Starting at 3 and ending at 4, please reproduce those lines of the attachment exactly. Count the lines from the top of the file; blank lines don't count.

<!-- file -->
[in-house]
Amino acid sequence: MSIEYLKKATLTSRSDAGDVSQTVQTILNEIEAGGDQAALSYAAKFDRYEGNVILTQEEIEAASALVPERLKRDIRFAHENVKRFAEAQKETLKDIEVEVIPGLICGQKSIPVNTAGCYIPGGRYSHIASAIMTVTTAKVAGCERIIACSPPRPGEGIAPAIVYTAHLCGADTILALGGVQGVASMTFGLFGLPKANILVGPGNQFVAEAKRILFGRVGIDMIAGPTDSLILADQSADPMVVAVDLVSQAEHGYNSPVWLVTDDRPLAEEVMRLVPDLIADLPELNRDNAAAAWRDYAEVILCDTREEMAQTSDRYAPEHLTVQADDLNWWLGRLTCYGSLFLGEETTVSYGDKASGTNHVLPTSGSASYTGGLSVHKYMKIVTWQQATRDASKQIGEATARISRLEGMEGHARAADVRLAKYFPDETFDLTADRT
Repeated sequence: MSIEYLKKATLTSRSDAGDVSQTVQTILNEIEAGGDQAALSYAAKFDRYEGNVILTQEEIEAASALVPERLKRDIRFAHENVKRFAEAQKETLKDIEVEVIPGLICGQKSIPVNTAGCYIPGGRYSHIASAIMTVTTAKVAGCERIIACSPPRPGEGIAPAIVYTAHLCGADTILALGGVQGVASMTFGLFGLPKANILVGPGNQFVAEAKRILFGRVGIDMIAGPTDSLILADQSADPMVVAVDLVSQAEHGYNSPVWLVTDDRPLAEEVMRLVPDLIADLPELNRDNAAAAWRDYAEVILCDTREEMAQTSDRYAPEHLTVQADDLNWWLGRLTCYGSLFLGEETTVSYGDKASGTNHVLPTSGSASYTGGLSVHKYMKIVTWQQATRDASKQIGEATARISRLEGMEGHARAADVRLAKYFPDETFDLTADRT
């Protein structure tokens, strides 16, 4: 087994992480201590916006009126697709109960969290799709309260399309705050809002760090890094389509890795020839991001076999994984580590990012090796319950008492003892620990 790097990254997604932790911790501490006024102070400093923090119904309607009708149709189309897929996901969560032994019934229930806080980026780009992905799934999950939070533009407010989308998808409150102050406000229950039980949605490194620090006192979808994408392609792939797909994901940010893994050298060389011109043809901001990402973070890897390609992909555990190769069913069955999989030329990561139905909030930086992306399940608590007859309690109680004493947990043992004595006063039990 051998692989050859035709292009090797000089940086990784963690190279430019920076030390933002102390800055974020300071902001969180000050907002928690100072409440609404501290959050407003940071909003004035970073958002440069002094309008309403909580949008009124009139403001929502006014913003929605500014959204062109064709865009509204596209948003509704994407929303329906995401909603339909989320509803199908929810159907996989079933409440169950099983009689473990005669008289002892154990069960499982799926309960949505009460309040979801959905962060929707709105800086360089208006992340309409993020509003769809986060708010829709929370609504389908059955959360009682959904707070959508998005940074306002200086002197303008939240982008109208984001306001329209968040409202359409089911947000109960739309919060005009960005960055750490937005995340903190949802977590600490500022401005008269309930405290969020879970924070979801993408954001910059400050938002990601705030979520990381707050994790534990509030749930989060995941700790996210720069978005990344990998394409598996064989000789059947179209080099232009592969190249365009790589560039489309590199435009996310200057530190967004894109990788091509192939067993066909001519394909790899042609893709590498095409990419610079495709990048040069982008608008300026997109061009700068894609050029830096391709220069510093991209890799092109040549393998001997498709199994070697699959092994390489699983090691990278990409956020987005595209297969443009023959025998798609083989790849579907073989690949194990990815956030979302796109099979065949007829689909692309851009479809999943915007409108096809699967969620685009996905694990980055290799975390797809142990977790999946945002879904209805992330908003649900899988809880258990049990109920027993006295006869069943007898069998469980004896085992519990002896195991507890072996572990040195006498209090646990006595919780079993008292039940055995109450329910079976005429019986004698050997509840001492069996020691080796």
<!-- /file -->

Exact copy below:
Repeated sequence: MSIEYLKKATLTSRSDAGDVSQTVQTILNEIEAGGDQAALSYAAKFDRYEGNVILTQEEIEAASALVPERLKRDIRFAHENVKRFAEAQKETLKDIEVEVIPGLICGQKSIPVNTAGCYIPGGRYSHIASAIMTVTTAKVAGCERIIACSPPRPGEGIAPAIVYTAHLCGADTILALGGVQGVASMTFGLFGLPKANILVGPGNQFVAEAKRILFGRVGIDMIAGPTDSLILADQSADPMVVAVDLVSQAEHGYNSPVWLVTDDRPLAEEVMRLVPDLIADLPELNRDNAAAAWRDYAEVILCDTREEMAQTSDRYAPEHLTVQADDLNWWLGRLTCYGSLFLGEETTVSYGDKASGTNHVLPTSGSASYTGGLSVHKYMKIVTWQQATRDASKQIGEATARISRLEGMEGHARAADVRLAKYFPDETFDLTADRT
């Protein structure tokens, strides 16, 4: 087994992480201590916006009126697709109960969290799709309260399309705050809002760090890094389509890795020839991001076999994984580590990012090796319950008492003892620990 790097990254997604932790911790501490006024102070400093923090119904309607009708149709189309897929996901969560032994019934229930806080980026780009992905799934999950939070533009407010989308998808409150102050406000229950039980949605490194620090006192979808994408392609792939797909994901940010893994050298060389011109043809901001990402973070890897390609992909555990190769069913069955999989030329990561139905909030930086992306399940608590007859309690109680004493947990043992004595006063039990 051998692989050859035709292009090797000089940086990784963690190279430019920076030390933002102390800055974020300071902001969180000050907002928690100072409440609404501290959050407003940071909003004035970073958002440069002094309008309403909580949008009124009139403001929502006014913003929605500014959204062109064709865009509204596209948003509704994407929303329906995401909603339909989320509803199908929810159907996989079933409440169950099983009689473990005669008289002892154990069960499982799926309960949505009460309040979801959905962060929707709105800086360089208006992340309409993020509003769809986060708010829709929370609504389908059955959360009682959904707070959508998005940074306002200086002197303008939240982008109208984001306001329209968040409202359409089911947000109960739309919060005009960005960055750490937005995340903190949802977590600490500022401005008269309930405290969020879970924070979801993408954001910059400050938002990601705030979520990381707050994790534990509030749930989060995941700790996210720069978005990344990998394409598996064989000789059947179209080099232009592969190249365009790589560039489309590199435009996310200057530190967004894109990788091509192939067993066909001519394909790899042609893709590498095409990419610079495709990048040069982008608008300026997109061009700068894609050029830096391709220069510093991209890799092109040549393998001997498709199994070697699959092994390489699983090691990278990409956020987005595209297969443009023959025998798609083989790849579907073989690949194990990815956030979302796109099979065949007829689909692309851009479809999943915007409108096809699967969620685009996905694990980055290799975390797809142990977790999946945002879904209805992330908003649900899988809880258990049990109920027993006295006869069943007898069998469980004896085992519990002896195991507890072996572990040195006498209090646990006595919780079993008292039940055995109450329910079976005429019986004698050997509840001492069996020691080796």